NK’s nuclear threat requires more attention
Published: Feb 15, 2017 08:28 PM
Illustration: Liu Rui/GT

Illustration: Liu Rui/GT

The sudden death of Kim Jong-nam, North Korean leader Kim Jong-un's half-brother, at Kuala Lumpur International Airport, Malaysia on Monday has triggered widespread speculations on the motives behind his sudden death and its impact on North Korean politics. Observers are particularly concerned about how far Pyongyang's nuclear development will go.

It is not surprising that mysteries like this occur in North Korea, a closed country with opaque political operations. Kim Jong-nam is a family member of Pyongyang's top leader and earlier rumors said that he had been banished from the country. His death is expected to generate more theories in the long term.

If his death is an assassination, what is the political motive behind it? Does it have anything to do with the current political landscape in North Korea? Analysts will shed light on this issue.

But we may neglect another important factor that affects the security of China, especially Northeast China - North Korea's nuclear development, which requires our prudence.

On Sunday, North Korea launched a Pukguksong-2 ballistic missile and released a video of it online. With reference to information from South Korea's intelligence department and Google's satellite map, huanqiu.com looked into the characteristics of the topography and architectures and fixed the location of the launch at 7 kilometers away from the city of Kusong in North Korea, and just about 70 kilometers away from border town of Dandong, China.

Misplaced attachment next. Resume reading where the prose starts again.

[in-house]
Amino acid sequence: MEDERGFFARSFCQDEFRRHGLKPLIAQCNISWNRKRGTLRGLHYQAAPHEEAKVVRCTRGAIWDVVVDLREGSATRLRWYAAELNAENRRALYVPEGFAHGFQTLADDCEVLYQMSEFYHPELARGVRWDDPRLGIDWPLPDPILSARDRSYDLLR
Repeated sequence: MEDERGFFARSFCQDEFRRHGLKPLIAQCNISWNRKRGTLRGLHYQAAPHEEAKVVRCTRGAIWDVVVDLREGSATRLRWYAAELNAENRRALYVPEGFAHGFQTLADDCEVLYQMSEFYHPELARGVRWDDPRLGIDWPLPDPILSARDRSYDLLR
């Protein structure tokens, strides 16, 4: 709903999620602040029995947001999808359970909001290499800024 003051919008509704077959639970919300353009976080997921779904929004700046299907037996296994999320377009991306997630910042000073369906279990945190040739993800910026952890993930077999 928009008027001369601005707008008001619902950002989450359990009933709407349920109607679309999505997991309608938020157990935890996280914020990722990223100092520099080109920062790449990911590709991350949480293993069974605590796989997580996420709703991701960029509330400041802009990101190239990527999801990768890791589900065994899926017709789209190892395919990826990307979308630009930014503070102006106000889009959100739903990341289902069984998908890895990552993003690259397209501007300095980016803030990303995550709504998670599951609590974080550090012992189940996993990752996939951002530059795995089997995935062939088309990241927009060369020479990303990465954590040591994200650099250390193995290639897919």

Upon closer look, there are just over 50 kilometers between the launch base and the Shuifeng Reservoir near the Yalu River. The reservoir is owned by both China and North Korea and China has several power generation facilities there.

The nuclear facilities in Yongbyon are only 104 kilometers away from the Chinese border. All these show that North Korea's nuclear development is likely to be detrimental to China.

Analysts in the US, Japan and South Korea have constantly said that only China can solve North Korea's nuclear issue. They created an impression that China can benefit from the nuclear development. However, China can also be hijacked by the issue.

North Korea's nuclear facilities and missile bases are located near China's border. Once the situation in the Korean Peninsula spirals out of control, the facilities will be primary targets or the final fortress of North Korea's defense. Either way, the effects on China will be severe.

As North Korea's nuclear issue becomes more complicated, the US, Japan and South Korea are eyeing for a regime change in the country and are prone to solve the issue with much tougher means. Hard-line US officials and experts are talking about the regime change as a viable option for US President Donald Trump in coping with the nuclear issue.

In South Korea, people are becoming less enthusiastic for a peaceful solution to the issue. Not many people place their hope on the Sunshine Policy to reset the split between the North and the South.

Against this backdrop, the death of Kim Jong-nam undoubtedly makes North Korean politics more complex. People in the US, Japan and South Korea will more likely opt for hard-line approaches, which will trigger nuclear security problems.

It is hard for us to know what is going on in North Korea. It is also difficult to predict how the death of Kim Jong-nam will affect North Korean politics.

We had better prepare for a nuclear emergency in North Korea rather than wasting our time discussing who is behind the assassination.

The author is a senior editor with People's Daily, and currently a senior fellow with the Chongyang Institute for Financial Studies at Renmin University of China. dinggang@globaltimes.com.cn Follow him on Twitter @dinggangchina